The crankcase displayed damage consistent with mechanical damage in multiple locations inside the crankcase. The No. 2 bearing support displayed damage consistent with a bearing shift event and a spun bearing event. The area around the No. 2 bearing support through bolt holes displayed a significant amount of fretting between the mating surfaces; the No. 1 bearing support mating surfaces also displayed fretting as well as lock tab elongation.

The main bearings:

- The No. 1 main bearings had shifted slightly out of the support and displayed some deformation. The bearing surfaces displayed normal operating and lubrication signatures.

- The No. 2 main bearings displayed bearing shift signatures and had extruded out of the bearing support. Several pieces of the bearing were found in the oil sump.

- The No. 3 main bearings were intact and undamaged. The bearing surfaces displayed normal operating and lubrication signatures.

- The No. 4 main bearings were intact and undamaged. The bearing surfaces displayed normal operating and lubrication signatures.

- The No. 5 main bearings were intact and undamaged. The bearing surfaces displayed normal operating and lubrication signatures.

The crankshaft was fractured at the crankshaft cheek between the No. 2 main journal and the No. 2 connecting rod journal. The No. 2 and the No. 3 connecting rod journals displayed incipient signatures of lubrication distress. The remaining journals displayed normal lubrication signatures. Examination of the crankshaft using a magnaflux booth, also revealed a crack along the bend radius of the No. 1 journal.

One of the counterweights leading edge pins had been found loose in the crankcase and the counterweight pin retaining plate had been found in the oil sump along with a snap ring. Examination of the counterweight revealed that there was no evidence of mechanical damage, and no indication that the engine had been operating with the counterweight being unsecured. The remaining counterweights were found to be secured to their hangers.

Connecting rods and connecting rod bearings:

- The No. 1 connecting rod was secured to is journal and displayed normal operating signatures. The connecting rod bearings displayed normal operating and lubrication signatures.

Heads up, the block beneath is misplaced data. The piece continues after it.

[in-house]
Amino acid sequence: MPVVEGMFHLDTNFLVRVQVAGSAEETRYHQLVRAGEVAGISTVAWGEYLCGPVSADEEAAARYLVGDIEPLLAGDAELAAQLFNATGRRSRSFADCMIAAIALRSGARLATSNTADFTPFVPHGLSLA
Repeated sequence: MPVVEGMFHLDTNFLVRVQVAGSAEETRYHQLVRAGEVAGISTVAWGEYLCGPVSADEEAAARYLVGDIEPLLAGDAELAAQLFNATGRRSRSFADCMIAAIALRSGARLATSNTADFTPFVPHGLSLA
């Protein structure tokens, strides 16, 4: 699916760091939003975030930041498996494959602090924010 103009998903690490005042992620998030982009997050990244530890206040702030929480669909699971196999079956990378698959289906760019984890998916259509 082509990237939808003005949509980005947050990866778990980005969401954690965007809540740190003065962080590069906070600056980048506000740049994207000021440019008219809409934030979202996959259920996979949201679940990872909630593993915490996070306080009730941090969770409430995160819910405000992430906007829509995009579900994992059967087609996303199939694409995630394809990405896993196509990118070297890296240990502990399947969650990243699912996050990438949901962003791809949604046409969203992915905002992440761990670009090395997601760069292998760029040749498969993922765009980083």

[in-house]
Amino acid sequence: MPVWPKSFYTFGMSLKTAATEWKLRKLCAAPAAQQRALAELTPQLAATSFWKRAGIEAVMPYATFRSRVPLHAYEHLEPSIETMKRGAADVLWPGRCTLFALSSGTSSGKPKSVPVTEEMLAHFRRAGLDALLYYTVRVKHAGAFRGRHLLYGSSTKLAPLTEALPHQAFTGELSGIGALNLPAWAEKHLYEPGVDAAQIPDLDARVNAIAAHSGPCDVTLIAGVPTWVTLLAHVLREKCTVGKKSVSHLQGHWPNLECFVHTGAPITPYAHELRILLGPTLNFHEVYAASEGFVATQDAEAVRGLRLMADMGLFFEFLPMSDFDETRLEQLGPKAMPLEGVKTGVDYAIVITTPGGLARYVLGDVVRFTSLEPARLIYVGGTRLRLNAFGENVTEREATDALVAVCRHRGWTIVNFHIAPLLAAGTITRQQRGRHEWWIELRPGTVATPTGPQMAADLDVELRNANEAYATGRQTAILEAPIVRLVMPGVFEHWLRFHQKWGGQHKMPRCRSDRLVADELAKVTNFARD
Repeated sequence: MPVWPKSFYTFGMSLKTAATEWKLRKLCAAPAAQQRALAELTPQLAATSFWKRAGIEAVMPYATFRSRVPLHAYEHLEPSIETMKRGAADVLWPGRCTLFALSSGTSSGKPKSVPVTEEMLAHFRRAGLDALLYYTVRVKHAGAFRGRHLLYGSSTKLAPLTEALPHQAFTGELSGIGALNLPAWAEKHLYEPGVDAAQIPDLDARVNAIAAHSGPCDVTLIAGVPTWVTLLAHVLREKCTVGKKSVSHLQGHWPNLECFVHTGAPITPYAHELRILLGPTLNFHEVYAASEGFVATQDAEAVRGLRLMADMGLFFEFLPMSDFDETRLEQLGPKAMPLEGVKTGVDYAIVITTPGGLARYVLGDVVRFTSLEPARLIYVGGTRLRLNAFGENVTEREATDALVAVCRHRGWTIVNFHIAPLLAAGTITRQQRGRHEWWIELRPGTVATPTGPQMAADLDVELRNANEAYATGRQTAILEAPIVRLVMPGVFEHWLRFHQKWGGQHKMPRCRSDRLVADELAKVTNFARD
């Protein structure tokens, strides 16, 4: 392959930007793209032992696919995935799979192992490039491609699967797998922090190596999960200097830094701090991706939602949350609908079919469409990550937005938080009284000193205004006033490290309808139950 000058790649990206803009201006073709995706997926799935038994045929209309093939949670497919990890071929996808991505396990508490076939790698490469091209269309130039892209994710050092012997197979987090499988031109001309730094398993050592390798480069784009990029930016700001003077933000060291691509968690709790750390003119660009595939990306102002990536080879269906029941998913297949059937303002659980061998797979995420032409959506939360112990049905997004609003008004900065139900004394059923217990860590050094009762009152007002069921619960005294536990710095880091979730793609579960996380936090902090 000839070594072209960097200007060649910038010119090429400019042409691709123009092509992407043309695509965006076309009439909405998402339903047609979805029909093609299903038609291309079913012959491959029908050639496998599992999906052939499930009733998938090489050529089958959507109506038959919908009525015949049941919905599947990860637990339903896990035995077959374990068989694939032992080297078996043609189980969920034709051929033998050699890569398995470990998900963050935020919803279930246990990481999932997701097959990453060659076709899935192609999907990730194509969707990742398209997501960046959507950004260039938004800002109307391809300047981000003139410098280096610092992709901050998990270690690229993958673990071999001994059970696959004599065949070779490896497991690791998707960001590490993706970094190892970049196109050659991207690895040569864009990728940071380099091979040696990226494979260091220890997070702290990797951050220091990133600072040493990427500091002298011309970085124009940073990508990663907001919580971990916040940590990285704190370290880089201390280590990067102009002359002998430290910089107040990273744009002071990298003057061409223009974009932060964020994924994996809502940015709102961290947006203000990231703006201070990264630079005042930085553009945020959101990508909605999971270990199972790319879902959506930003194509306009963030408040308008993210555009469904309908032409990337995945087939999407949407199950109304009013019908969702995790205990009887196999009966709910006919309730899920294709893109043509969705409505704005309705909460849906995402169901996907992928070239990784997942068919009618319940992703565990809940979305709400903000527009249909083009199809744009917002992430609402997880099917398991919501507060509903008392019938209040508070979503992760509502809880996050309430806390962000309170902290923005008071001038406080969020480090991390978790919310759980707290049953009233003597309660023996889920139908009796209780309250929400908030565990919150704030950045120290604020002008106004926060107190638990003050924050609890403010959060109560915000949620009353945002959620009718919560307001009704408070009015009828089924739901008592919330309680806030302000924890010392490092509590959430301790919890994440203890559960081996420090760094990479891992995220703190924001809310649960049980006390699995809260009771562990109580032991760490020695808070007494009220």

- The No. 2 connecting rod remained secured to its journal and displayed normal operating signatures. The connecting rod bearings displayed incipient signatures of lubrication distress.

- The No. 3 connecting rod remained secured to its journal and displayed normal operating signatures. The connecting rod bearings displayed normal operating and lubrication signatures.

- The No. 4 connecting rod remained secured to its journal and the connecting rod displayed mechanical damage near the bearing support area. The connecting rod bearings displayed signatures consistent with lubrication distress.

- The No. 5 connecting rod remained secured to its journal and displayed normal operating signatures. The connecting rod bearings displayed normal operating and lubrication signatures.

- The No. 6 connecting rod remained secured to its journal and displayed normal operating signatures. The connecting rod bearings displayed normal operating and lubrication signatures.



Tests And Research

According to Continental Motors Service Bulletin SB03-3, cylinder removal regardless of compression should not be done unless a borescope inspection reveals a definite problem.

Removal of a cylinder requires removal of a total of eight-cylinder hold-down nuts that secure the cylinder base flange to the crankcase. Six of these hold-down nuts are threaded onto short deck studs that are mounted in threaded holes in the crankcase. The other two hold-down nuts are threaded onto a pair of through-bolts that pass all the way through the crankcase.